Hands-On – Elegant and Balanced, The Drive De Cartier Moon Phases
At the SIHH 2017, Cartier introduced a watch that I considered a hit (this remains of course very personal), the Drive de Cartier Extra Flat. Slim, refined, elegant, perfectly proportioned, featuring a nice engine… Still, this watch might be problematic for some. Obvious reason: its price. (It’s only available in gold.) Then, it might be too clean, too simple for some. In addition to the existing models (time-and-date and dual-time), Cartier introduced a Moon Phases version of the Drive, which caused quite a few of these arguments to be resolved.
After a few years of hesitation, and watches that were too feminine or unisex (including attempts that failed to stir enough emotions, such as the Clé de Cartier), Cartier announced its comeback to the market of men’s watches at the SIHH 2016, with the Drive – and with it, the return to what Cartier is known for, the mastery of shaped watches. The Drive de Cartier, introduced first in time-and-date and dual-time (plus a rather confidential and not-so-relevant tourbillon version), was a testimony to the brand’s DNA, with a watch that was not round, not squared, not tonneau… but shaped like only Cartier can do. Elegant, masculine, refined, pure, slightly vintage and a bit motor-oriented: a gentlemen’s watch.
After these first editions in the collection, the SIHH 2017 was the occasion of evolutions, including the (to my tastes) superb Extra Flat version – and of course, as always, it came along a few issues. While this slim edition of the Drive might be smaller, more elegant and powered by a Piaget movement, some won’t like its relatively plain dial – there are only 2 hands – making it too understated and some won’t be able to afford it – as it is only available in gold (white or pink) starting at EUR 15,000. However, this was not the only Drive presented at the 2017 watch fair. Another one, perfectly balanced and with just enough complications was introduced, the Drive De Cartier Moon Phases.
No big drama with the Moon Phases version, as the fundamentals of the Drive collection are still present, however this new iteration gains in balance and symmetry, something that was probably missing on the two other standard versions, time-and-date and dual-time. For instance, the time-and-date version has to deal with a date window at 3, which affects the symmetry of the dial. The dual-time, with its large date, its retrograde second time-zone indication and a day-and-night window will please some, and others will dislike its busy and purposely imbalanced dial. The Drive De Cartier Moon Phases solves this, with a perfectly balanced and symmetrical dial.
In terms of case, no evolutions. The Moon Phases edition sticks to the 40mm cushion-shaped box. Available in steel this time – and also in 18k pink gold – it measures 12.15mm in height, meaning that it won’t be a slim watch on the wrist. However, as usual with Cartier, the case has been designed to be comfortable and to feel slimmer than it is on paper, with relatively slim casebands – the thickness is placed on the domed caseback. Short and curved lugs help to position the watch on the wrist, which is more elegant and dressier than expected.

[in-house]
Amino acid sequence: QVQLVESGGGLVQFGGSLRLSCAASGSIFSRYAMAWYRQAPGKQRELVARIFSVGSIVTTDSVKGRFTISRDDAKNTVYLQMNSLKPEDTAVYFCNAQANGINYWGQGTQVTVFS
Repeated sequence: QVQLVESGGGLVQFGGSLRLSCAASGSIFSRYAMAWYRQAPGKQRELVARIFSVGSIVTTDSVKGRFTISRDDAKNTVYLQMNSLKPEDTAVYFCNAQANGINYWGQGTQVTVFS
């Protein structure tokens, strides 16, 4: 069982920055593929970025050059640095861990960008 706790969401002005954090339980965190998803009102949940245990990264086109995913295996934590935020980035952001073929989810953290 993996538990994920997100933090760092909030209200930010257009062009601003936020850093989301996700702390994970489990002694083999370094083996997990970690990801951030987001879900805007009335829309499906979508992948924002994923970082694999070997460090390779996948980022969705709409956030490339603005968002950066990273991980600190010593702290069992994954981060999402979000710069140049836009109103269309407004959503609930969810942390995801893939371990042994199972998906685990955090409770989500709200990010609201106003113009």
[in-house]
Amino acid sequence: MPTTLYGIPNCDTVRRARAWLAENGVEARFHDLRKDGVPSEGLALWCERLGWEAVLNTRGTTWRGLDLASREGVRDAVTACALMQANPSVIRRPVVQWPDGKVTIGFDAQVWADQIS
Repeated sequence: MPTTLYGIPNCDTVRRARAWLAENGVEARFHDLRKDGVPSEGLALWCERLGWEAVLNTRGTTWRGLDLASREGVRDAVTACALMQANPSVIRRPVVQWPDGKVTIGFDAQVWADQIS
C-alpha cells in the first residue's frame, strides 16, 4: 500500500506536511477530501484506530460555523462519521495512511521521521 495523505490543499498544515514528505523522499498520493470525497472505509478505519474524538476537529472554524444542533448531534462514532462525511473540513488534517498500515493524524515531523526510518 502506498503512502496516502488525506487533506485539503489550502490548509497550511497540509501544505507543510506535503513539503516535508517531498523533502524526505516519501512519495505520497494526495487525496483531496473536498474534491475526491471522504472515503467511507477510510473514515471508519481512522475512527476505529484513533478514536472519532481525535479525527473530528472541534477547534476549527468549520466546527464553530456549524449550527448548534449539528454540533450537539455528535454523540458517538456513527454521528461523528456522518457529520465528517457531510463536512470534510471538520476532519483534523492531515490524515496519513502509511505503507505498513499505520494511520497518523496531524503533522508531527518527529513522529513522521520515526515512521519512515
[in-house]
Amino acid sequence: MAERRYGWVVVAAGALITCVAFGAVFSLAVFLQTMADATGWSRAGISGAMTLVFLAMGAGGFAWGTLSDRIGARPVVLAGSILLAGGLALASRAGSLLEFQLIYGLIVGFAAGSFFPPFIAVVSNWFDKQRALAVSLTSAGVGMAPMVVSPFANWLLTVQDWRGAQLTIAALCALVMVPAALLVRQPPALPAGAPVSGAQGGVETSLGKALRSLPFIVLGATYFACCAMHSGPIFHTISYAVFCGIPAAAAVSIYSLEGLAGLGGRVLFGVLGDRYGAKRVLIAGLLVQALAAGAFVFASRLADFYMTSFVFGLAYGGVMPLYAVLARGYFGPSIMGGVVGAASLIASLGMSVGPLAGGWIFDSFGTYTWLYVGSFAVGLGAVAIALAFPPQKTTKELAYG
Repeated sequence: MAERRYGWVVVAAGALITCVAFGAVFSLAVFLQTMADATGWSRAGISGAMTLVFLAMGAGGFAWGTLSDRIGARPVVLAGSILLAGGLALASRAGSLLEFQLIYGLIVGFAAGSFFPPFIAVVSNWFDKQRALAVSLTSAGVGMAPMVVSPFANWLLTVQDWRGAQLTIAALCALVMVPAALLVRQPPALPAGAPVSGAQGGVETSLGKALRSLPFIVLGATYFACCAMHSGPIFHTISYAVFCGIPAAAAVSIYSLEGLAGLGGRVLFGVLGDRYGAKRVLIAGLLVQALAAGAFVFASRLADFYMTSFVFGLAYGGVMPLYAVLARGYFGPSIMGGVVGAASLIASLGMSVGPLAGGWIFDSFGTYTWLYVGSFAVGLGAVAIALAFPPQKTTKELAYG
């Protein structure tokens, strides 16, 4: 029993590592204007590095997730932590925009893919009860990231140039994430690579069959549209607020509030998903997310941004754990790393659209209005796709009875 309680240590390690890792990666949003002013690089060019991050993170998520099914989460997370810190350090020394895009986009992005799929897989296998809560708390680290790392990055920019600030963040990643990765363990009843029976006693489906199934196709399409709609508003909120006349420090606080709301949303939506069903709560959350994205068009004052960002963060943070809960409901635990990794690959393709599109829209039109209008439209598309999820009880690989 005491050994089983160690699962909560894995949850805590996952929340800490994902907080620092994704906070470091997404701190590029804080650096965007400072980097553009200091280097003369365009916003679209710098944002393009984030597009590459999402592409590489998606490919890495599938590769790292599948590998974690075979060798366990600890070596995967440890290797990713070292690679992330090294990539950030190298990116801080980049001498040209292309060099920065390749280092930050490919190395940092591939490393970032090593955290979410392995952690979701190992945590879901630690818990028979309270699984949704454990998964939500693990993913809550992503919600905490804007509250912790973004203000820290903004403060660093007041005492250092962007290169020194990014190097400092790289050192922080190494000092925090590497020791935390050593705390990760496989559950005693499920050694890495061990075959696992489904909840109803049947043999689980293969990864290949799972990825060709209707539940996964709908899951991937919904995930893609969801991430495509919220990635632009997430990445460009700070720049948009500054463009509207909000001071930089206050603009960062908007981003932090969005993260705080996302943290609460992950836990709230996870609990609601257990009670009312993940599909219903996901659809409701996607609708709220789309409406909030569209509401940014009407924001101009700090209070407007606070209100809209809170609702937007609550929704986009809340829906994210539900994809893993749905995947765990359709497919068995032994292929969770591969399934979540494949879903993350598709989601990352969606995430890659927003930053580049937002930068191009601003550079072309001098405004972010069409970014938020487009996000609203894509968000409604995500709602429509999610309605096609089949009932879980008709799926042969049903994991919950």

Dial-wise, we note a few evolutions, of course driven by the implementation of a new complication. In place of the small second is now a moon phases indication, with a classical blue and gold moon disc. No more second hand, nor a date window, meaning that this Drive De Cartier Moon Phases benefits from a perfectly balanced dial, symmetrical on the 12-to-6 axis. Furthermore, the moon complication adds a bit of poetry to the watch, which combined with the absence of seconds hand makes it a voluntary slow runner. The dial keeps the Cartier attributes: wave guilloché pattern in the center, large Roman numerals in black (with secret signature at 7) and blued hands.
Inside the case of the Drive De Cartier Moon Phases is the same base movement as the rest of the collection, meaning the automatic Calibre 1904 MC, an in-house developed and manufactured movement. This well-known engine was the first movement entirely made in-house by Cartier. It is shared with the sporty Calibre de Cartier. It sits as a mid-range calibre, with superior finishing (compared to the entry-level 1847 MC) and features a double-barrel, for an increased precision and a 48-hour power reserve.
With this new Drive De Cartier Moon Phases, the Parisian Maison might have the most relevant and most balanced version of the model: elegant, distinctive and balanced, both visually and economically, as priced at EUR 7,600 in steel and EUR 20,400 in 18k pink gold. More details on cartier.com.
Technical Specifications – Drive De Cartier Moon Phases
- Case: 40mm x 41mm x 12.15mm – stainless steel or 18k pink gold – polished and brushed – sapphire crystal on both sides – 30m water resistant
- Movement: Calibre 1904 LU MC – in-house – automatic – 4Hz frequency – 48h power reserve with double barrel – hours, minutes, moon phase
- Strap: alligator leather strap, steel or gold folding buckle
- Reference: WSNM0008 (steel) – WGNM0008 (18k pink gold)
- Price: EUR 7,600 (steel) – EUR 20,400 (18k pink gold)
I have seen and felt the watch and it’s a true beauty. The only problem is how the alligator strap is attached to the clasp: it’s folded. I’ve never seen anything like it and it’s estethically imperfect and not Cartier worthy. Perhaps it wasn’t correctly attached in the Amsterdam Cartier shop, but it was a no-go for me, despite the otherwise true perfection. It is never portrayed in any of the published pictures so I would like to challenge you to have this investigated objectively.